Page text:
New Ruddered Boat from NDK/SKUK with Interesting Rudder Design and Features

Discussion in 'Gear Talk' started by semdoug, Nov 25, 2017.

  1. semdoug

    semdoug Paddler

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  2. JohnAbercrombie

    JohnAbercrombie Paddler

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    Rudder details at:


    Same video at:



    In use, you would need to ensure that the rudder was exactly centered before trying to retract it into the slot- a problem designers have been wrestling with for years.
    The deploy/retract is via cords with a jam cleat near the cockpit - shown in the video; not so obvious in the still pic of the green boat.
    Slick boat - in the Epic 18X, Point 65 Freya, Thomasson Panthera line.
     
    Astoriadave likes this.
  3. dc9mm

    dc9mm New Member

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    No reviews of this yet that I can find.
     
  4. mick_allen

    mick_allen Paddler & Moderator

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    Altho not a review, before those vids came out I ran over several of the issues here:

    http://www.westcoastpaddler.com/community/threads/the-revo-rudder.7652/#post-87606

    The first thing to realize about this rudder is that is just another pinhead but with an additional constraint of a required “L” shape blade geometry to reach over around the stern, that subsequently is affected greatly upon retraction by the location of the rudder axis . . . and in turn that pivot point greatly affects rudder ‘yoke’ outer dimensions and in turn the rudder throw.

    The sketch shows some of the issues and possible design directions:

    Issues.jpg


    This style of rudder REQUIRES a vertical stern: pointy ended kayaks don’t work.

    • This is a pin-head rudder in that all the workings could be exposed to damage from external impact while retracted. The housing is however, streamlined to the hull shape so these possibilities are extremely minimized. And the lines and ‘tiller’ dimension is internalized. I like how it would be out of the way for tows and scrambles, etc.
    • it has none of the conceptual elegance that an auto-aligning blade has on retract as this is purely another hunt-and-peck rudder except it now originates far away from the water from the deck rather than directly from the hull.
    • A natural blade profile is compromised by the rudder post location on retraction, so the rudder shape [side profile] will have to be very thin and therefore possibly long to be effective. [long thin [high aspect] blades are flexible, weak, and most importantly stall easily].
    • With the above compromise as well as having hidden lines, rudder torque will be very low – or conversely the rudder will be very twitchy and hard to set as it would be very responsive to small line movements.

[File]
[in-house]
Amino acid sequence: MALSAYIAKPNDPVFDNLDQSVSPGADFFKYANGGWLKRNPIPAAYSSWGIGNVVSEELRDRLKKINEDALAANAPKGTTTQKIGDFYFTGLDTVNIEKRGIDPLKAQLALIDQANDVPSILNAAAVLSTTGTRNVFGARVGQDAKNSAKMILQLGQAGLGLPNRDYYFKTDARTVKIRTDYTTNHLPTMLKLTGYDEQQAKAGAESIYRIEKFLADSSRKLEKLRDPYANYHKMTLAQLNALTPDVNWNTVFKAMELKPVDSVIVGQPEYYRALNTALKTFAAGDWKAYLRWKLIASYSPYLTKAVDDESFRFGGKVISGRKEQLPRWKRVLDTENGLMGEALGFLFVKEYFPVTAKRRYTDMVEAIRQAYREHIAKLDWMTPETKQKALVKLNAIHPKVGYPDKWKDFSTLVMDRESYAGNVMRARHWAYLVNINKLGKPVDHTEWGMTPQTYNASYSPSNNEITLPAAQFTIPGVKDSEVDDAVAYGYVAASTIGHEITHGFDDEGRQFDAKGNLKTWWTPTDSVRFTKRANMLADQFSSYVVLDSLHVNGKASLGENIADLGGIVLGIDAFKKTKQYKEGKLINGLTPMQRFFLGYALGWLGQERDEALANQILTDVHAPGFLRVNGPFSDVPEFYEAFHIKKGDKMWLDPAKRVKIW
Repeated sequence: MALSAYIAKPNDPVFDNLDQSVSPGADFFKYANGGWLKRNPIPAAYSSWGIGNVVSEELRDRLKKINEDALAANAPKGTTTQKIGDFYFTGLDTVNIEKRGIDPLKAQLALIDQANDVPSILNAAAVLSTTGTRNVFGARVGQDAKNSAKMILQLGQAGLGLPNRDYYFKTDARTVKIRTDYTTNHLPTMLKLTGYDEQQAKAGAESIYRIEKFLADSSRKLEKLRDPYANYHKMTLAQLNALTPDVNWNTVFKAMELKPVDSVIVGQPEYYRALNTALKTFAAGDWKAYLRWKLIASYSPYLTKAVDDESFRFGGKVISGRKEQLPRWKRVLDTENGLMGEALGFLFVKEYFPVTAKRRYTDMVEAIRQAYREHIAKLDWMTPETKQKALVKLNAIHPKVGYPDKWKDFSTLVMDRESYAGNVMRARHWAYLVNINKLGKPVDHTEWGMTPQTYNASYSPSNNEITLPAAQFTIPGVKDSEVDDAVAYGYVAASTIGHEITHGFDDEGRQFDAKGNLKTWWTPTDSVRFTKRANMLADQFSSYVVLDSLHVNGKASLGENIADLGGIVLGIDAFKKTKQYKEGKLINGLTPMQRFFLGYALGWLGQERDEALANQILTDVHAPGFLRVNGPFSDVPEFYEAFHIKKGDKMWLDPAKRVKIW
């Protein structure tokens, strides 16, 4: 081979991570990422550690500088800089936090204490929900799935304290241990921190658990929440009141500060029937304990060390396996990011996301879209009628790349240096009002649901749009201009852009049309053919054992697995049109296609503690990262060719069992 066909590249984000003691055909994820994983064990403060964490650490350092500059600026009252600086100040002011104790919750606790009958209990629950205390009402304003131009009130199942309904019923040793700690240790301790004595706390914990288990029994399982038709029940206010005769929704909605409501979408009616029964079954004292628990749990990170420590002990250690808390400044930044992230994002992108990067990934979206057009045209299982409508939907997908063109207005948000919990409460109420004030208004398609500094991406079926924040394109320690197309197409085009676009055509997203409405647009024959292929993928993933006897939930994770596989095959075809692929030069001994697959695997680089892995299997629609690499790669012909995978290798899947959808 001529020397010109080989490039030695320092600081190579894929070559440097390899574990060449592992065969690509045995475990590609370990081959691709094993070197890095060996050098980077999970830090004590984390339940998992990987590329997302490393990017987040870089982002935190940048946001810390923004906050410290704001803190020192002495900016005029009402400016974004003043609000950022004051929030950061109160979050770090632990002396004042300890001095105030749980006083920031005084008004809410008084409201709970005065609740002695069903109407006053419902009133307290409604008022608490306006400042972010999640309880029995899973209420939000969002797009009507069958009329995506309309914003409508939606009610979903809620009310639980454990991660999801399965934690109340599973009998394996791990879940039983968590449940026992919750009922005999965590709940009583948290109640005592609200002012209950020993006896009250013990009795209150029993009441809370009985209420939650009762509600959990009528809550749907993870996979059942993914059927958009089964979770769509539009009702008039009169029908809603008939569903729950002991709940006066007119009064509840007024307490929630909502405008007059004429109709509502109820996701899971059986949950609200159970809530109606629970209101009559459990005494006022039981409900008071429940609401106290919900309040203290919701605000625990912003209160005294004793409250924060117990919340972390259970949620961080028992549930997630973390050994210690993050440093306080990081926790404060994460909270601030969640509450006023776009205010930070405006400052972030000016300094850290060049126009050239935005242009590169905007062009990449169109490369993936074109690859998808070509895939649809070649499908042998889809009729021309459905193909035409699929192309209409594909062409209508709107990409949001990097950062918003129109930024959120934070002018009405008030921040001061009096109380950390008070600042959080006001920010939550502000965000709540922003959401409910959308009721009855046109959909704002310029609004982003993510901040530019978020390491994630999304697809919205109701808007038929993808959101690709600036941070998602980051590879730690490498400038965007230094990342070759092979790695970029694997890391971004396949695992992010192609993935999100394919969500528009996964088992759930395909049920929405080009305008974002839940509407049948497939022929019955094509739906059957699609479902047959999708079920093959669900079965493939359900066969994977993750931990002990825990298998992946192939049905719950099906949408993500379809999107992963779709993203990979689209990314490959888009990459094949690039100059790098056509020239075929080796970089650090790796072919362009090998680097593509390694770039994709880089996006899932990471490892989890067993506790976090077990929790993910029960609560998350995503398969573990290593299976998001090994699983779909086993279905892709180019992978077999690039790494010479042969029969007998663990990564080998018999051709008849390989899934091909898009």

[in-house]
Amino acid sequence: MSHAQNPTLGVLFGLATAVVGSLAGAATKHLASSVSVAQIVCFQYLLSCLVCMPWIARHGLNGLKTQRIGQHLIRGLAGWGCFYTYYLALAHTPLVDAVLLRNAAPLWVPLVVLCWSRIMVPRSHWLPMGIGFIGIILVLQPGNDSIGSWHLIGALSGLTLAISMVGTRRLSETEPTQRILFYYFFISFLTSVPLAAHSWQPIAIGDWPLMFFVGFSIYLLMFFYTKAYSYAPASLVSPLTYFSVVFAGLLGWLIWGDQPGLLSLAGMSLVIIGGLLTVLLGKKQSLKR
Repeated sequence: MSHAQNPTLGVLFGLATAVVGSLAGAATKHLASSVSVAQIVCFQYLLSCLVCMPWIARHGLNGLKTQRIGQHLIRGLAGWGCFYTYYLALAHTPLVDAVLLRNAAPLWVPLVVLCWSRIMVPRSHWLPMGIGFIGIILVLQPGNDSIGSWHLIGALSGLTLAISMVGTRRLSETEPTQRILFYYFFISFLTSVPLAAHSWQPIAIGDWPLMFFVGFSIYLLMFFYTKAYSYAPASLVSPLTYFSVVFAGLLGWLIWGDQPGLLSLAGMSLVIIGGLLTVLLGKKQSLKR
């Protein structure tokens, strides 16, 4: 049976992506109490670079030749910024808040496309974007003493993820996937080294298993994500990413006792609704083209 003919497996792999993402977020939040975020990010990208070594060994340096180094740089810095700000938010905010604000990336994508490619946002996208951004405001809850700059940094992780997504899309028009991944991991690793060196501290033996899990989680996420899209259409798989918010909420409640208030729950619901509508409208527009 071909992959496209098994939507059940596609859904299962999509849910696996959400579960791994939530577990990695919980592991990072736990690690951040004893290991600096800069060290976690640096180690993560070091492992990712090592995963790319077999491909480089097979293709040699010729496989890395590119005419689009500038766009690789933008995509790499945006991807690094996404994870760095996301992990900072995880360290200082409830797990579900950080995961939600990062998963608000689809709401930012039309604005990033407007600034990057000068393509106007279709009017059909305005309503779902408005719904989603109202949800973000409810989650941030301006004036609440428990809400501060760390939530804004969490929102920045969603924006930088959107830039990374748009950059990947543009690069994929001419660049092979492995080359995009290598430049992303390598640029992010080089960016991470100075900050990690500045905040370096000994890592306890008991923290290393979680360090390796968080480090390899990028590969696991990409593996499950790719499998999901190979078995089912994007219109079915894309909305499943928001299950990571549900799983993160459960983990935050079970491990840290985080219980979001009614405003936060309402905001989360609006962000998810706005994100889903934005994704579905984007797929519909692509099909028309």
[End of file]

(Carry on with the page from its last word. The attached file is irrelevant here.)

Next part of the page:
• And because of the line concealment and possible line interference near the very ends of the kayak, rudder deployment angles will have to be kept low
    • note that one of the issues is that a wide blade shape requires a poor slot drainage shape such that cold weather paddling or storage might just be an issue, heh heh.

    At that time I didn't know what blade shape was to be chosen, but you can now see the compromises made:

    · very narrow blade [narrower than expected]

    · blade head not optimally braced within housing

    · housing pivot point moved sternward even farther than halfway, and

    · therefore low angle control with tight, hidden, lines a requirement and

    · only very small rudder angles able to be utilized which to some degree reduces the necessity for major centralizing.

    skuk-investigation.jpg
    The retract axis location shows that only half or less of the housing can brace the blade-head, as well as the rudder axis location being pushed so far back means that this approach could use some more serious design development, but . . . .
    Skuk-Blade&Pivot-desc.jpg

    . . . rudders are fun and it is interesting to contemplate the balance that various compromises require one to make to achieve the desired objective. While this rudder approach seems to be a bit of a jumble for now, with development in the future, for blunt ended kayaks, it seems like a reasonable approach.
     
  5. mick_allen

    mick_allen Paddler & Moderator

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    One of the general limitations that I referred to above is that the rudder 'yoke' dimension [in this case the housing width at that rudder axis] would mean less fine control of the rudder angles, however:

    If the rudderlines were crossed at the bottom front of the housing, they would resolve to opposite sides of the hull which means that the rudder 'yoke' dimension could actually be fairly decent [although max rudder angles would still be quite small].
     
  6. semdoug

    semdoug Paddler

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    I can't hear much of the audio. Is there any mention about the bailer? What is going on with the day hatch?